Why is government stalling on green revolution at Drax?

Andy Koss, CEO of Drax Power. Picture: James Hardisty

Andy Koss, CEO of Drax Power. Picture: James Hardisty

  • Plugging the gap: Drax is the world’s largest renewable power station. If further converted it could double its output, but it’s still waiting for the go-ahead from Government. John Grainger asked CEO Andy Koss what the hold-up is.
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In the unfolding drama of Britain’s green revolution, a North Yorkshire power plant has found itself cast as one of the main protagonists. And it’s a heroic part. Smouldering away on the flatlands of the lower Ouse, Drax is the UK’s largest power station and since opening in 1974 it has played a major role in the country’s coal-fired energy production.

But in 2012 it received confirmation of Government support to start moving over to biomass fuel and since then has converted three of its six units.

The Sun sets behind Drax Power Station. Picture by Simon Hulme

The Sun sets behind Drax Power Station. Picture by Simon Hulme

They are fuelled by woodchip pellets, which are a by-product of the forestry industry; replanting keeps carbon levels near constant, making the fuel effectively carbon-neutral.

The pellets are shipped in, 80 per cent from the United States, 15 per cent from the rest of Europe, arriving at Hull, Immingham, the Tyne and Liverpool, before being freighted to Drax by trains that never fully stop as they release their cargo through grilles beneath the tracks.

It’s a slick operation, and the move has been widely acknowledged as a resounding success, resulting in carbon savings of more than 80 per cent, or 20 million tonnes, compared with coal. Drax now supplies around eight per cent of all the energy used in the UK – enough for six million homes – and half of that is renewable.

The power station has invested almost £700m in the conversion, building new, state-of-the-art biomass facilities, including four dome-shaped woodchip pellet silos, each big enough to accommodate the Royal Albert Hall.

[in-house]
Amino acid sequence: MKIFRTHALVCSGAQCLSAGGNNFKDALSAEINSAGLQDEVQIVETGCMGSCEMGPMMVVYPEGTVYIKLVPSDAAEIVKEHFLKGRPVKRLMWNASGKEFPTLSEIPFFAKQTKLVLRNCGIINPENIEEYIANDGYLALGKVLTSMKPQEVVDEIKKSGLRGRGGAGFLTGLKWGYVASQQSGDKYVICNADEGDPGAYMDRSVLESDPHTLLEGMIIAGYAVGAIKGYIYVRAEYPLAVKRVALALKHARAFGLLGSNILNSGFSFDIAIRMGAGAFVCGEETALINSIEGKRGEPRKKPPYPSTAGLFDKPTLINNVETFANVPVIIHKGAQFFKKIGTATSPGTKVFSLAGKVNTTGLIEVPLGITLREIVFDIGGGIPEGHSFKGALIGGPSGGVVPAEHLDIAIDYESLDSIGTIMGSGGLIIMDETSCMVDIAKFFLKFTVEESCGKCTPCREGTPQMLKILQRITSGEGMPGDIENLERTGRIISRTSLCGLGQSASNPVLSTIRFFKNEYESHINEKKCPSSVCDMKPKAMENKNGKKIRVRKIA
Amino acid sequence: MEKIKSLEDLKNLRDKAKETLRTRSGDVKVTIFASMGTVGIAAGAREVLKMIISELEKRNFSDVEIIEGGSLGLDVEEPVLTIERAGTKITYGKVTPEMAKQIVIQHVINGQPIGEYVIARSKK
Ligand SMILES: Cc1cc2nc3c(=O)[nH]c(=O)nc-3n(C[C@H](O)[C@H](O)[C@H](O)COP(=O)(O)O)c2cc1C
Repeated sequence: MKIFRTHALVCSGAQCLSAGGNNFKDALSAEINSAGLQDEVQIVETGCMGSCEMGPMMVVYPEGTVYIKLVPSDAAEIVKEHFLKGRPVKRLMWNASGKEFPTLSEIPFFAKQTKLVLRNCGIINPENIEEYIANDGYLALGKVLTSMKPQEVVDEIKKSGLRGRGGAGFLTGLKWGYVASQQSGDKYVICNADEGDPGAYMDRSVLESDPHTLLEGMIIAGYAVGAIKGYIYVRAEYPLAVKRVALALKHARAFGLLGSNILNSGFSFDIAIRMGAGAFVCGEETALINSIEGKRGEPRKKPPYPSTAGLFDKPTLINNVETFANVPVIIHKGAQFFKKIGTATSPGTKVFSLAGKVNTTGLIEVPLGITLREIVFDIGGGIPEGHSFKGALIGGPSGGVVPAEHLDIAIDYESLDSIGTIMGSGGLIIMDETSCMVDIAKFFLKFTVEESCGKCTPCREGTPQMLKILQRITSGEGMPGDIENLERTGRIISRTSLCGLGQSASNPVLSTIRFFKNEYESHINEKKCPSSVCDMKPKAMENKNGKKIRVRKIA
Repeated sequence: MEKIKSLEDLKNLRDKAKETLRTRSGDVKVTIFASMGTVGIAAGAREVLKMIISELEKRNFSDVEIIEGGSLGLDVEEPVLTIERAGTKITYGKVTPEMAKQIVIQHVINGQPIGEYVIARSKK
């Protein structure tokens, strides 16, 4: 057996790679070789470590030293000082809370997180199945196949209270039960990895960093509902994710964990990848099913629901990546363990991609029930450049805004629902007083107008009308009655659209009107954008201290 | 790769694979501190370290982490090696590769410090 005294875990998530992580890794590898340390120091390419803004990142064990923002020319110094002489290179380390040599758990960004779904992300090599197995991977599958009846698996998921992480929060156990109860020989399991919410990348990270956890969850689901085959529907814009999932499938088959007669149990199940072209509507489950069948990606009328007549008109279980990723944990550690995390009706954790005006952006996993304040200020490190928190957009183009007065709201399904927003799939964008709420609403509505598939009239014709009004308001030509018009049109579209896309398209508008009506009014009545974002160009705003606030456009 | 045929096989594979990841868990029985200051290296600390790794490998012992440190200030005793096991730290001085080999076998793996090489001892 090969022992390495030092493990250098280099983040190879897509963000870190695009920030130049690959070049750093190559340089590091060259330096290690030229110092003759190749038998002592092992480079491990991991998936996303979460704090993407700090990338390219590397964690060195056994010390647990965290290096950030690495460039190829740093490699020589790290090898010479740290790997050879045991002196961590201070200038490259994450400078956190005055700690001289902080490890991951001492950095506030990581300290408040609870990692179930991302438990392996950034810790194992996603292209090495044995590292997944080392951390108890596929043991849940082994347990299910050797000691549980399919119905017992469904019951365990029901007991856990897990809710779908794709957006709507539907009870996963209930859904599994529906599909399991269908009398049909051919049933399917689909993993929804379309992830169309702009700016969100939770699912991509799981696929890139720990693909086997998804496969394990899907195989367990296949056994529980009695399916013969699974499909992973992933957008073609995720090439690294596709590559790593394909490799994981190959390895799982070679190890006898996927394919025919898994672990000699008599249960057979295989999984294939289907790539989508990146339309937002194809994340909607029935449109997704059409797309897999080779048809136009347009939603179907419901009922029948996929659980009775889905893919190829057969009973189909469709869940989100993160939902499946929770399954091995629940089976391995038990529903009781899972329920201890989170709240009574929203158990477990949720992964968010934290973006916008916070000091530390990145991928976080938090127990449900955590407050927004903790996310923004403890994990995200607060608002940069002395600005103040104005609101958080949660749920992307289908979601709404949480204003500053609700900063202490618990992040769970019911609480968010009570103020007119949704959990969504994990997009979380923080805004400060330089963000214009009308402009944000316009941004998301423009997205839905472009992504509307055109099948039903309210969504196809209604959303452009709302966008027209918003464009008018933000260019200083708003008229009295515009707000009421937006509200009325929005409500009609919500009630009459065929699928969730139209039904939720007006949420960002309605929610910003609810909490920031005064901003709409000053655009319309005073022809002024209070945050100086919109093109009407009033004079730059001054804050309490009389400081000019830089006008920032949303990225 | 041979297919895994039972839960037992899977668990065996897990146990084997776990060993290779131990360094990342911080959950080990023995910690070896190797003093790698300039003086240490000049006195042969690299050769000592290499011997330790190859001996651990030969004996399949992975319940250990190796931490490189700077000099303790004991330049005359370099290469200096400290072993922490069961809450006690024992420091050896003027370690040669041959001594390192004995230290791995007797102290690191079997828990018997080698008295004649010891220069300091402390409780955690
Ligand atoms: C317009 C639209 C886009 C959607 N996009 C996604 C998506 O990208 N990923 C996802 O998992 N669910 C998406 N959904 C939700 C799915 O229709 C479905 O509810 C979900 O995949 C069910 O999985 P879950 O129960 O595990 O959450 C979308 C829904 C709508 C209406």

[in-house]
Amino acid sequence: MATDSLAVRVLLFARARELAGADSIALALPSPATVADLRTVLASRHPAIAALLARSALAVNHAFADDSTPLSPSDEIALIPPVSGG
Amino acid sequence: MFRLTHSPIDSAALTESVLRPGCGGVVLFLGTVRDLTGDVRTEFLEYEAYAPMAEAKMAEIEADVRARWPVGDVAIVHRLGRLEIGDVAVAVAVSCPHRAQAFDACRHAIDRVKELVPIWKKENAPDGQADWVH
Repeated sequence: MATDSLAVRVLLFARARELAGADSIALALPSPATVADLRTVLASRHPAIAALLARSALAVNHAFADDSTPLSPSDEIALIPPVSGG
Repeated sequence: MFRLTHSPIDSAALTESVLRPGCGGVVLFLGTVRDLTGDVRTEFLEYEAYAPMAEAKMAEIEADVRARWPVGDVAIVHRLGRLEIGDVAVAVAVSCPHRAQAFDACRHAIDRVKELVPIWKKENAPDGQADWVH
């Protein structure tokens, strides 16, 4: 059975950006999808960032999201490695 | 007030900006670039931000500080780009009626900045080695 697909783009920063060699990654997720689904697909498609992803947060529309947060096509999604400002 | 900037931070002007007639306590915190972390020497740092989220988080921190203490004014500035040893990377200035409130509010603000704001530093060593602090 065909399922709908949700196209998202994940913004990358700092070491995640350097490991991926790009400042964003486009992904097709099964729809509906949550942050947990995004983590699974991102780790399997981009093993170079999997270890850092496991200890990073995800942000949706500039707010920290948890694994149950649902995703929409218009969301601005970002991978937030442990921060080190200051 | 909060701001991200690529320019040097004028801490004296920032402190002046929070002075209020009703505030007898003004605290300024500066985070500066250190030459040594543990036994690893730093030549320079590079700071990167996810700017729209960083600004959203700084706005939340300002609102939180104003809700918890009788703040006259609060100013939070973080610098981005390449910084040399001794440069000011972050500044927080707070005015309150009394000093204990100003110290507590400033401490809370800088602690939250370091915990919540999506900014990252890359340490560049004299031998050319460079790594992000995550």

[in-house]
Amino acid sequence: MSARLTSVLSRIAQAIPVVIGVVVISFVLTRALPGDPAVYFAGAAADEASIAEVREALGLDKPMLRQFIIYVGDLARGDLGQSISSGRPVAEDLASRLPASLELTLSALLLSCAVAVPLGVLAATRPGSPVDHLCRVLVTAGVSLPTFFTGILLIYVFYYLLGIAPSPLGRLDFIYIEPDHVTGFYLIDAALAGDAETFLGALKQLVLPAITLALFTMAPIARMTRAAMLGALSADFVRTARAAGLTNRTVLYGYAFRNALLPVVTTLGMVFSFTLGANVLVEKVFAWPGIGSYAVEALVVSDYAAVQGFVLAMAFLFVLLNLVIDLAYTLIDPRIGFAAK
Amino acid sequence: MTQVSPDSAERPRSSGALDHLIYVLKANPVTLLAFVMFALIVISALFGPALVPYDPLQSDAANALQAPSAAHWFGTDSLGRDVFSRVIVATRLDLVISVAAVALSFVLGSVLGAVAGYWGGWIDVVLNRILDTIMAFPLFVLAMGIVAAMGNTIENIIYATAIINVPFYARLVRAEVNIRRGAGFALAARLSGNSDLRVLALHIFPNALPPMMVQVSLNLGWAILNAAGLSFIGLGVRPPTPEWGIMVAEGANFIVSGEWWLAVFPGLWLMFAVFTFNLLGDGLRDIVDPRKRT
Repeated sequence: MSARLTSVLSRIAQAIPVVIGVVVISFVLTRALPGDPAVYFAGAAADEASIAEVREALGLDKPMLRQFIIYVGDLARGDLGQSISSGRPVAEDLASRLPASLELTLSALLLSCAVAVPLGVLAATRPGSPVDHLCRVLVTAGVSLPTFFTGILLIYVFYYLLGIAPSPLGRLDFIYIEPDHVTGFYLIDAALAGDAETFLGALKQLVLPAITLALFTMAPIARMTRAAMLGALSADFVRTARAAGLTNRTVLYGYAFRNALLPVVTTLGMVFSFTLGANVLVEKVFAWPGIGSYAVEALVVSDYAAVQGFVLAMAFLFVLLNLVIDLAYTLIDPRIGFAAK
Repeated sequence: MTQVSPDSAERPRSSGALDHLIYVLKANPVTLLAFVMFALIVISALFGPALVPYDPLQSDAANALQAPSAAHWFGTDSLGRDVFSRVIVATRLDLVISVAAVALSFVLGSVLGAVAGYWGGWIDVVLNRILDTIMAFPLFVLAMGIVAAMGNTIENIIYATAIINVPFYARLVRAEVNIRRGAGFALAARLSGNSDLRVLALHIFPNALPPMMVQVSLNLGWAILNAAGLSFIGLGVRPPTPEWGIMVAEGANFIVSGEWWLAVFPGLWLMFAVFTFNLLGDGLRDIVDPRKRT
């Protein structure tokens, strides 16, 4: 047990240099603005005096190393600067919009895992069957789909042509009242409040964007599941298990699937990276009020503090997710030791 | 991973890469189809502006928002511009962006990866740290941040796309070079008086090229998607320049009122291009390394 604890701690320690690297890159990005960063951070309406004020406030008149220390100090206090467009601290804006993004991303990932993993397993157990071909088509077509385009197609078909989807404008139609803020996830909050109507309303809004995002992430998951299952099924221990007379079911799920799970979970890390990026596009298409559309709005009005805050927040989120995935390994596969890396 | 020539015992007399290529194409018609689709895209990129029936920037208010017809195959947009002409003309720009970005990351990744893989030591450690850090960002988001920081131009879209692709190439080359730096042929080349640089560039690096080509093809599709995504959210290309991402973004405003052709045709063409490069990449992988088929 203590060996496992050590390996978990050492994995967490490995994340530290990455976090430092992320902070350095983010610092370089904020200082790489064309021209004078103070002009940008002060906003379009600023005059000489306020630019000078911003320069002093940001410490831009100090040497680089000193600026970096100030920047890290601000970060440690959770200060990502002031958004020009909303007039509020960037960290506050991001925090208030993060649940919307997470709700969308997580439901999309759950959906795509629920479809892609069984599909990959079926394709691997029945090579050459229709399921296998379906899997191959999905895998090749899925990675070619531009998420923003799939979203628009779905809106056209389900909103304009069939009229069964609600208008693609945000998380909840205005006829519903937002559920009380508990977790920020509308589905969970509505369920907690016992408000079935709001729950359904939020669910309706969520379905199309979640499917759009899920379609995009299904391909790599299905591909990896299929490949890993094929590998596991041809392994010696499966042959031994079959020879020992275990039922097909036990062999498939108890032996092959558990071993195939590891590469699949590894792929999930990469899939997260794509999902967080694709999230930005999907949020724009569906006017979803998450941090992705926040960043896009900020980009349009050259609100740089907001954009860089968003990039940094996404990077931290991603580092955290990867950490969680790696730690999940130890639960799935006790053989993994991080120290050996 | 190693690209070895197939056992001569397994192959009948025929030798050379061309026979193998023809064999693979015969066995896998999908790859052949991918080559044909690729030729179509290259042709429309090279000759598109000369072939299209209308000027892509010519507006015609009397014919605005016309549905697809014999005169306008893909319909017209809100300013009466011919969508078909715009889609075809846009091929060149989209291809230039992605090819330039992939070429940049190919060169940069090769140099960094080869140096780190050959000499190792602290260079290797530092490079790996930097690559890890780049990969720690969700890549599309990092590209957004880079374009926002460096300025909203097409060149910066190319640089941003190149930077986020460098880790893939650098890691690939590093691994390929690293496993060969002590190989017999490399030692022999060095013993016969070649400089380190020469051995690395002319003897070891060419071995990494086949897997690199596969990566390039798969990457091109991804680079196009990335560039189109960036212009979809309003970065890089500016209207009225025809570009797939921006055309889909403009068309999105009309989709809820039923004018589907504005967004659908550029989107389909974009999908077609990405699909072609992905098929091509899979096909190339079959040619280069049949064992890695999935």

CEO Andy Koss at Drax in Selby. Picture: James Hardisty

CEO Andy Koss at Drax in Selby. Picture: James Hardisty

New supply chains have also been created, and around half the investment has gone into building pellet plants in Mississippi and Louisiana.

Drax Power chief executive Andy Koss is in no doubt as to the importance of biomass to the country’s energy profile. “It has a very valuable role to play. I don’t think it will ever be on the same scale here as maybe wind or solar is going to get to, certainly not through converting old plant,” he says.

“But it has a very valuable role to play because this is a despatchable, controllable renewable. With wind and solar, if the wind’s not blowing or the sun’s not shining there’s not much you can do. Whereas we’re very flexible and we can respond to what the National Grid needs at various times – maybe when the wind’s not blowing or the sun’s not shining. So maybe a smaller component than some renewables, but a very important one.”

But the more successful the plant becomes, the more compelling the argument to convert the other three power generation units. The three burning biomass generate 70 per cent of the plant’s output; completing the conversion could boost total output considerably, as well as further reducing Drax’s – and the country’s – carbon footprint.

“We would very much like to convert the other three and we’re working on the technological upgrades and more innovation to be able to do that as cost-effectively as possible,” says Koss.

“One of the big challenges we face is on the supply chain. Port infrastructure, the rail network as well – making sure there are enough rail paths and rail wagons to bring the material into site here.

“We’ve got about 12 million tonnes of throughput capacity and we work very closely with Network Rail, with GB Railfreight and also with DB Cargo – the freight companies – to make sure we’ve got enough rail paths to bring them in.

“There’s plenty of raw material out there in the world. In the US alone, they have 100 million cubic metres of surplus material every year, so sourcing sustainable biomass we don’t believe is a problem. It’s probably the logistics that prove to be the constraint.”